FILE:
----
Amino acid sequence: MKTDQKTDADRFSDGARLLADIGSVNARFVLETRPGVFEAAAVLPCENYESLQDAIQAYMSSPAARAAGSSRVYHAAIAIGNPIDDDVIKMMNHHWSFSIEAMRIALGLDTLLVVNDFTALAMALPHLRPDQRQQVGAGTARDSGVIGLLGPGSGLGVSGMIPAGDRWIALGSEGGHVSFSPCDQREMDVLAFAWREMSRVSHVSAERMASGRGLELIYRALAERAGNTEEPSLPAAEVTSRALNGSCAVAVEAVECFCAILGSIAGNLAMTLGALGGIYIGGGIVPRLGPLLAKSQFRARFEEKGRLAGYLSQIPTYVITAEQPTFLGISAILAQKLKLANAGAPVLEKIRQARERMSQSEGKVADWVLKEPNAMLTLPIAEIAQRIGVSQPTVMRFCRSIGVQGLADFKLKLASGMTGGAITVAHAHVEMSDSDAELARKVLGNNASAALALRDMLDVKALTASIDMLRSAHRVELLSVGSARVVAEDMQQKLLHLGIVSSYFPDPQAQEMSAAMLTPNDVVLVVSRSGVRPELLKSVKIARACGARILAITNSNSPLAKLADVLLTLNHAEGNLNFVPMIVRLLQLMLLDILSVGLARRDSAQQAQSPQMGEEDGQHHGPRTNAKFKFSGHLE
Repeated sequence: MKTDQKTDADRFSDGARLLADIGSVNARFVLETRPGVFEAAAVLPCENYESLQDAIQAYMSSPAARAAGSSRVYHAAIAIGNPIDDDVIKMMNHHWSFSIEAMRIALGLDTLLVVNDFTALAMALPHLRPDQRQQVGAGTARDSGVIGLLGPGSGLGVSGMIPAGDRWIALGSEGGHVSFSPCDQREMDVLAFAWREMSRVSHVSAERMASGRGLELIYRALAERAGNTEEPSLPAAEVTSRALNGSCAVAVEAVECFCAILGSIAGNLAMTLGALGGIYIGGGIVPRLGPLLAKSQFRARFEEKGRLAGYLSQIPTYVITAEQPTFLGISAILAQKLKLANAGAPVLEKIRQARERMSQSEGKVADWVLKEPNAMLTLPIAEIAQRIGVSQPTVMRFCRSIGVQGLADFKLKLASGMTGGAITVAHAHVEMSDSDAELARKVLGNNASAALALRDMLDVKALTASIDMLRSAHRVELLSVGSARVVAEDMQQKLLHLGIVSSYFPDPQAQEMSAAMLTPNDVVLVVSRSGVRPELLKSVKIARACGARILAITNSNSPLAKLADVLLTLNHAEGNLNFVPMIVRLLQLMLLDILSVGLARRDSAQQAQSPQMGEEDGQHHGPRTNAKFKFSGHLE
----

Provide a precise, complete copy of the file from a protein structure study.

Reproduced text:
Amino acid sequence: MKTDQKTDADRFSDGARLLADIGSVNARFVLETRPGVFEAAAVLPCENYESLQDAIQAYMSSPAARAAGSSRVYHAAIAIGNPIDDDVIKMMNHHWSFSIEAMRIALGLDTLLVVNDFTALAMALPHLRPDQRQQVGAGTARDSGVIGLLGPGSGLGVSGMIPAGDRWIALGSEGGHVSFSPCDQREMDVLAFAWREMSRVSHVSAERMASGRGLELIYRALAERAGNTEEPSLPAAEVTSRALNGSCAVAVEAVECFCAILGSIAGNLAMTLGALGGIYIGGGIVPRLGPLLAKSQFRARFEEKGRLAGYLSQIPTYVITAEQPTFLGISAILAQKLKLANAGAPVLEKIRQARERMSQSEGKVADWVLKEPNAMLTLPIAEIAQRIGVSQPTVMRFCRSIGVQGLADFKLKLASGMTGGAITVAHAHVEMSDSDAELARKVLGNNASAALALRDMLDVKALTASIDMLRSAHRVELLSVGSARVVAEDMQQKLLHLGIVSSYFPDPQAQEMSAAMLTPNDVVLVVSRSGVRPELLKSVKIARACGARILAITNSNSPLAKLADVLLTLNHAEGNLNFVPMIVRLLQLMLLDILSVGLARRDSAQQAQSPQMGEEDGQHHGPRTNAKFKFSGHLE
Repeated sequence: MKTDQKTDADRFSDGARLLADIGSVNARFVLETRPGVFEAAAVLPCENYESLQDAIQAYMSSPAARAAGSSRVYHAAIAIGNPIDDDVIKMMNHHWSFSIEAMRIALGLDTLLVVNDFTALAMALPHLRPDQRQQVGAGTARDSGVIGLLGPGSGLGVSGMIPAGDRWIALGSEGGHVSFSPCDQREMDVLAFAWREMSRVSHVSAERMASGRGLELIYRALAERAGNTEEPSLPAAEVTSRALNGSCAVAVEAVECFCAILGSIAGNLAMTLGALGGIYIGGGIVPRLGPLLAKSQFRARFEEKGRLAGYLSQIPTYVITAEQPTFLGISAILAQKLKLANAGAPVLEKIRQARERMSQSEGKVADWVLKEPNAMLTLPIAEIAQRIGVSQPTVMRFCRSIGVQGLADFKLKLASGMTGGAITVAHAHVEMSDSDAELARKVLGNNASAALALRDMLDVKALTASIDMLRSAHRVELLSVGSARVVAEDMQQKLLHLGIVSSYFPDPQAQEMSAAMLTPNDVVLVVSRSGVRPELLKSVKIARACGARILAITNSNSPLAKLADVLLTLNHAEGNLNFVPMIVRLLQLMLLDILSVGLARRDSAQQAQSPQMGEEDGQHHGPRTNAKFKFSGHLE